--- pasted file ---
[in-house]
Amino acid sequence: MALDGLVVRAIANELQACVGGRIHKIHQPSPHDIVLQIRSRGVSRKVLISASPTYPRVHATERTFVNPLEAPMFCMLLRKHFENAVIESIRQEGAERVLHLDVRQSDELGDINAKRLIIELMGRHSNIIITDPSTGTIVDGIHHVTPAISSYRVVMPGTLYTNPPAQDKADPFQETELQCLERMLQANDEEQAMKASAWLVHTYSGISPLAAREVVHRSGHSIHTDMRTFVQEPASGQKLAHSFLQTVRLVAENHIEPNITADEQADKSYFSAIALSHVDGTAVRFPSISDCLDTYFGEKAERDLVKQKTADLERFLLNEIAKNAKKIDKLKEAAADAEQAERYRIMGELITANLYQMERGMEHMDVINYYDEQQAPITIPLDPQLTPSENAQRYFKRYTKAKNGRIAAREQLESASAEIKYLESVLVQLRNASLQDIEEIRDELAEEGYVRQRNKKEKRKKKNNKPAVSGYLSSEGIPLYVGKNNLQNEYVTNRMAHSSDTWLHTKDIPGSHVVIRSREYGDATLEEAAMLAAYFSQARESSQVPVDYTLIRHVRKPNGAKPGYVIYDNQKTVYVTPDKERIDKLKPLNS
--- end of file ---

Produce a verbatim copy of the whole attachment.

[in-house]
Amino acid sequence: MALDGLVVRAIANELQACVGGRIHKIHQPSPHDIVLQIRSRGVSRKVLISASPTYPRVHATERTFVNPLEAPMFCMLLRKHFENAVIESIRQEGAERVLHLDVRQSDELGDINAKRLIIELMGRHSNIIITDPSTGTIVDGIHHVTPAISSYRVVMPGTLYTNPPAQDKADPFQETELQCLERMLQANDEEQAMKASAWLVHTYSGISPLAAREVVHRSGHSIHTDMRTFVQEPASGQKLAHSFLQTVRLVAENHIEPNITADEQADKSYFSAIALSHVDGTAVRFPSISDCLDTYFGEKAERDLVKQKTADLERFLLNEIAKNAKKIDKLKEAAADAEQAERYRIMGELITANLYQMERGMEHMDVINYYDEQQAPITIPLDPQLTPSENAQRYFKRYTKAKNGRIAAREQLESASAEIKYLESVLVQLRNASLQDIEEIRDELAEEGYVRQRNKKEKRKKKNNKPAVSGYLSSEGIPLYVGKNNLQNEYVTNRMAHSSDTWLHTKDIPGSHVVIRSREYGDATLEEAAMLAAYFSQARESSQVPVDYTLIRHVRKPNGAKPGYVIYDNQKTVYVTPDKERIDKLKPLNS